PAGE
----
Dr Odora-Obote’s arguments and the positions of the Government of Rwanda aim to ensure that the Rwandan people, who were victims of the genocide and continue to be victimized by the regime at home and outside, will never be afforded the right to know the truth.
2. I do not want to repeat their points, but instead want to focus on the tone of Dr. Obote-Odora’s reply (25 February 2015), which is referred to in Chief Taku’s superb response (3 March 2015).
3. I am concerned because the tone echoes the virulent attacks on ICTR Defence counsel by the Rwandan representative at Security Council meetings over the last few years. This may not have been the subjective intent of Dr. Obote-Odora, but objectively his reply disparages ICTR Defence counsel without a basis.
4. Dr. Obote-Odora’s reply conjures up a negative and unprofessional image of former ICTR Defence counsel – as critics who cry “politics” when the OTP makes a decision they find unpopular.
5. First, the OTP functions as a political office. It has failed to carry out the mandate of Security Counsel Resolution 955 (1994) to prosecute all parties to the Rwandan conflict in 1994, and has never prosecuted the RPF for its crimes which have been well-documented and continue against Hutus today.
6. Second, the Rwandan government continuously has tried to make the ICTR courtroom another battleground in which to fight against the former Hutu military and political leadership of 1994. The overall story in the Prosecution’s indictments is the “official narrative” of the RPF concerning the events of 1994. This is especially evident in the Military cases, but in others as well.
7. As a former ICTY Prosecutor has pointed out, “The struggle for the interpretation of historical events through the trial record might be as important in [the] long run as the determination of guilt or innocence of the individuals tried.”
8. This is why, 21 years after the events, the shooting down of the plane remains the “Achilles heel” of the “official narrative.” And, the Rwandan government knows that it is most vulnerable on this point.
9. It is not enough for Rwanda that the ICTR has never decided the issue of who is responsible for the shooting down of the plane, despite credible Defence evidence attributing culpability to the RPF.
10. This is the reason that Rwanda has felt the need to proceed in its campaign to blame “extremist Hutus” for the assassinations of the two presidents, for example, issuing the Mutsinzi government report, which alleges that the culprits are “extremist Hutus” and its most recent campaign against the BBC’s documentary, ‘Rwanda’s Untold Story’.
11. But, within Dr. Obote-Odora’s legal justifications, we cannot lose sight of the bottom line:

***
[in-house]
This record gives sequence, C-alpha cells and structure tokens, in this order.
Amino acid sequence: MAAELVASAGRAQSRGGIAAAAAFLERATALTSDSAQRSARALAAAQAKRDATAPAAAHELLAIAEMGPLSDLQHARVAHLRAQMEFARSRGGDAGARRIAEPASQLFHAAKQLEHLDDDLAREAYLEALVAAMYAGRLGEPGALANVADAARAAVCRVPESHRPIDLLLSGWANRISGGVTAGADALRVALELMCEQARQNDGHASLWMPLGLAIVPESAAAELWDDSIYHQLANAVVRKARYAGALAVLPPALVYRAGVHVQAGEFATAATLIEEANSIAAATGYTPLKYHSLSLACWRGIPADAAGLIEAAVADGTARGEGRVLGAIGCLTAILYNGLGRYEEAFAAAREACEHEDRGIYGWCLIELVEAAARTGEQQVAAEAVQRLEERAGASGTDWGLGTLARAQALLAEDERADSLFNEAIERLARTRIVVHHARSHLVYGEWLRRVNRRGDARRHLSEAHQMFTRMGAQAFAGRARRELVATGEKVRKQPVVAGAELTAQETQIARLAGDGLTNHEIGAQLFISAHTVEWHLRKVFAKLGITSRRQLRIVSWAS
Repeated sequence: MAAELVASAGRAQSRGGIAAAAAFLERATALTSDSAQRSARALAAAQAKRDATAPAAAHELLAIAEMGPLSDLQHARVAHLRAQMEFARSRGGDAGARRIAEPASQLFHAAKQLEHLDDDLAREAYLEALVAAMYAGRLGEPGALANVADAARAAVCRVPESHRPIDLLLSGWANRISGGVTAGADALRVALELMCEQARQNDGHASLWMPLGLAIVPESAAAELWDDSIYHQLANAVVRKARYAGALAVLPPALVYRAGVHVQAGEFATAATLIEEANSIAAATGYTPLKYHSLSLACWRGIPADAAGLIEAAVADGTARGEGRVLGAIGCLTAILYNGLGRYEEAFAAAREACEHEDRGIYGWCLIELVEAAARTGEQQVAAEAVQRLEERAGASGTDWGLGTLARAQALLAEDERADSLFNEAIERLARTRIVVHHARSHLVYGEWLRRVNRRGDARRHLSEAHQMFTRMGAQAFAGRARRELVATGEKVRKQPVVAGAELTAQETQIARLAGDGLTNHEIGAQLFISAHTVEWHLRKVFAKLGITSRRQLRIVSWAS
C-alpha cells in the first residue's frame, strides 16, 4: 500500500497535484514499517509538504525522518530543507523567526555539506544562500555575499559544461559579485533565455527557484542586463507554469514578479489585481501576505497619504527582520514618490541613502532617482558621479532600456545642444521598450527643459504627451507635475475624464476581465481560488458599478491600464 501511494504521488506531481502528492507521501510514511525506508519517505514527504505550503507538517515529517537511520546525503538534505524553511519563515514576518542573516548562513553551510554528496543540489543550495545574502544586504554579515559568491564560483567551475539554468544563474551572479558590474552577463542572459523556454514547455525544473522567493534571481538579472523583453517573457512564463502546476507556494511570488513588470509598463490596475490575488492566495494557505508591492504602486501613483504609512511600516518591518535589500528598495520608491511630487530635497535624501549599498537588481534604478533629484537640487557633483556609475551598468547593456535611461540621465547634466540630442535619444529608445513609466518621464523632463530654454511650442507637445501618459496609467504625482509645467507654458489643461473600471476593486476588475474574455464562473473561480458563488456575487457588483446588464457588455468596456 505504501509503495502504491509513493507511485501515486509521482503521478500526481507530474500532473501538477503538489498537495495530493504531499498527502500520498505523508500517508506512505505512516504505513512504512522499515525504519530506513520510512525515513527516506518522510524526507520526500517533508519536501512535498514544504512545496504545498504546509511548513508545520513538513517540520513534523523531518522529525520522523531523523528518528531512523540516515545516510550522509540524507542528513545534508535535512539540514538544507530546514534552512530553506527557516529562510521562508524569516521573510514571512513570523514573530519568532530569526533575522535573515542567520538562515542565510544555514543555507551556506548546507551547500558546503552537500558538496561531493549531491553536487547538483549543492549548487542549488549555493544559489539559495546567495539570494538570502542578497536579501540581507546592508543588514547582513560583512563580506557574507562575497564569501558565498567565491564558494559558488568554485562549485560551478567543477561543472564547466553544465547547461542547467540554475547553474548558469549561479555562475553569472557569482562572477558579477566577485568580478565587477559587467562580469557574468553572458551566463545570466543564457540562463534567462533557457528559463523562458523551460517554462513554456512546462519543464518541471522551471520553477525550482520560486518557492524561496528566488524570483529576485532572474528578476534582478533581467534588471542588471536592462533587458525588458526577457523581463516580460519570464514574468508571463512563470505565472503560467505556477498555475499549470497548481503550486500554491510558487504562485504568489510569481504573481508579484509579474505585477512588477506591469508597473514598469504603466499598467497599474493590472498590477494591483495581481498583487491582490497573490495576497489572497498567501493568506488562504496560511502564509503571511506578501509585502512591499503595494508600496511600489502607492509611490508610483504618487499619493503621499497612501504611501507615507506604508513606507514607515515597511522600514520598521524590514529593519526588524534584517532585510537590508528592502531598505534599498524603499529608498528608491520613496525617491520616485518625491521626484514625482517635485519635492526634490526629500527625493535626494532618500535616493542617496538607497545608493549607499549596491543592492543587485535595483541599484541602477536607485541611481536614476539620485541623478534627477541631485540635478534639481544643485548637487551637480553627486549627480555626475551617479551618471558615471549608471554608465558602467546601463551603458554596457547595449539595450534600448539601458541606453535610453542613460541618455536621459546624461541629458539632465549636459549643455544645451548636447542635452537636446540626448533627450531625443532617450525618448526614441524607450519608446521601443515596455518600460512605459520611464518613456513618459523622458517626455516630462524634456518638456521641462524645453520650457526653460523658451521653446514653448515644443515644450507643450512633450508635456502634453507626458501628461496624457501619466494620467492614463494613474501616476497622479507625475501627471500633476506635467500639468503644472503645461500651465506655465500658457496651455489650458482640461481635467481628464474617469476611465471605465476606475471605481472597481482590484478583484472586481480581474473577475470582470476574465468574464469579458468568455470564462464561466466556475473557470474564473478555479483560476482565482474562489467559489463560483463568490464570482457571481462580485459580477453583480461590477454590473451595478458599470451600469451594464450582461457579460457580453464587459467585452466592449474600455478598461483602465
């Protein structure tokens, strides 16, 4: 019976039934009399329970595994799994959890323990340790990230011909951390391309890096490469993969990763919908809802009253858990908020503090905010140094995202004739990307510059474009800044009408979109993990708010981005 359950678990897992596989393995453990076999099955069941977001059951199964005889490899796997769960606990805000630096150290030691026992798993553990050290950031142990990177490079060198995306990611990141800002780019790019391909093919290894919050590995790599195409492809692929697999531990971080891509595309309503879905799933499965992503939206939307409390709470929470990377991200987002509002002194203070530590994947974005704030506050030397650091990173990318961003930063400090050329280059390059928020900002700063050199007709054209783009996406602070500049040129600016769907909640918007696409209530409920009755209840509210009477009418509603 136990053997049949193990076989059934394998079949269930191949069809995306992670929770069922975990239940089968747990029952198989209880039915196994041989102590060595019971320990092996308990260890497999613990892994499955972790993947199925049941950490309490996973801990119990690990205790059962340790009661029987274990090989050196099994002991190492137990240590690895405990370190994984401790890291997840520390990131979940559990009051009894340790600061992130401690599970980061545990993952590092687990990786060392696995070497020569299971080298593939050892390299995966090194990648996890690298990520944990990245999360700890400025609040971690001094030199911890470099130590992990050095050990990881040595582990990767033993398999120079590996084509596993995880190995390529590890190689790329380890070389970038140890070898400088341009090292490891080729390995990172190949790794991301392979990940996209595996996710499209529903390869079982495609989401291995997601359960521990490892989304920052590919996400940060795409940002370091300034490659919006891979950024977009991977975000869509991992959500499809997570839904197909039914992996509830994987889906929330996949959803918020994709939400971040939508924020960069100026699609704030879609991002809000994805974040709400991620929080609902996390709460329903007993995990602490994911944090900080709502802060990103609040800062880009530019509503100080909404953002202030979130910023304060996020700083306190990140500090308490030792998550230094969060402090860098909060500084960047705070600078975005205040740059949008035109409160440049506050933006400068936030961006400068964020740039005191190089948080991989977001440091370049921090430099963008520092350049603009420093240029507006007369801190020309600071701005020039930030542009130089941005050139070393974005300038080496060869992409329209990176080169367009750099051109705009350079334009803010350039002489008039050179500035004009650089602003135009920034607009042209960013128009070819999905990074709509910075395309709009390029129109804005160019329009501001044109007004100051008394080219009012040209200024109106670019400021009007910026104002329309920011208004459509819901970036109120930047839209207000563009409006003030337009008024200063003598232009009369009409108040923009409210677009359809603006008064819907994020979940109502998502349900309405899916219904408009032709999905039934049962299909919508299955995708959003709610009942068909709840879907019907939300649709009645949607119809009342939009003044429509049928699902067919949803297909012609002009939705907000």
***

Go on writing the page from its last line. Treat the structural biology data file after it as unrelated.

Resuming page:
Two Presidents (President Habyarimana of Rwanda and President Ntaryamira of Burundi) were killed when their plane was shot down on 6 April 1994, triggering the events of 1994 in Rwanda. How can this act of utmost international and national importance be ignored by the legal framework established to prosecute those responsible for the 1994 conflict, and tasked with restoring peace and fostering reconciliation?
12. Rather than confront this fundamental issue, Dr. Obote-Odora criticizes others in the legal profession whom he considers “peddlers” of unworthy legal issues. [Note: peddler is not an inherently derogatory term, but Dr. Obote-Odora uses it this way">.
13. But what is most distressing, about both Dr. Obote-Odora’s arguments and the positions put forth by the Government of Rwanda, is that the Rwandan people – the Tutsis, Hutus and Twas – who were the victims of the events of 1994, and continue to be victimized by the Rwandan government at home, in the Democratic Republic of the Congo and other parts of the Diaspora – will never be afforded the right to know the truth about who is responsible for the murders of their families and friends.
14. In this situation, legal reasoning and justification must serve the greater interests of truth and justice. Unfortunately, Dr. Obote-Odora’s views and attacks on Defence counsel have not done this.
* Beth S. Lyons has served as a defence counsel at the ICTR from 2004-2014, and most recently in the “Military II” case in which she and Chief Charles A. Taku represented F.X. Nzuwonemeye, who was acquitted by the Appeals Chamber in February 2014.
 Nice, Professor Sir Geoffrey: “Legal process as a tool to rewrite history – Law, politics, history,” Lecture, Gresham College, 13 February 2013.
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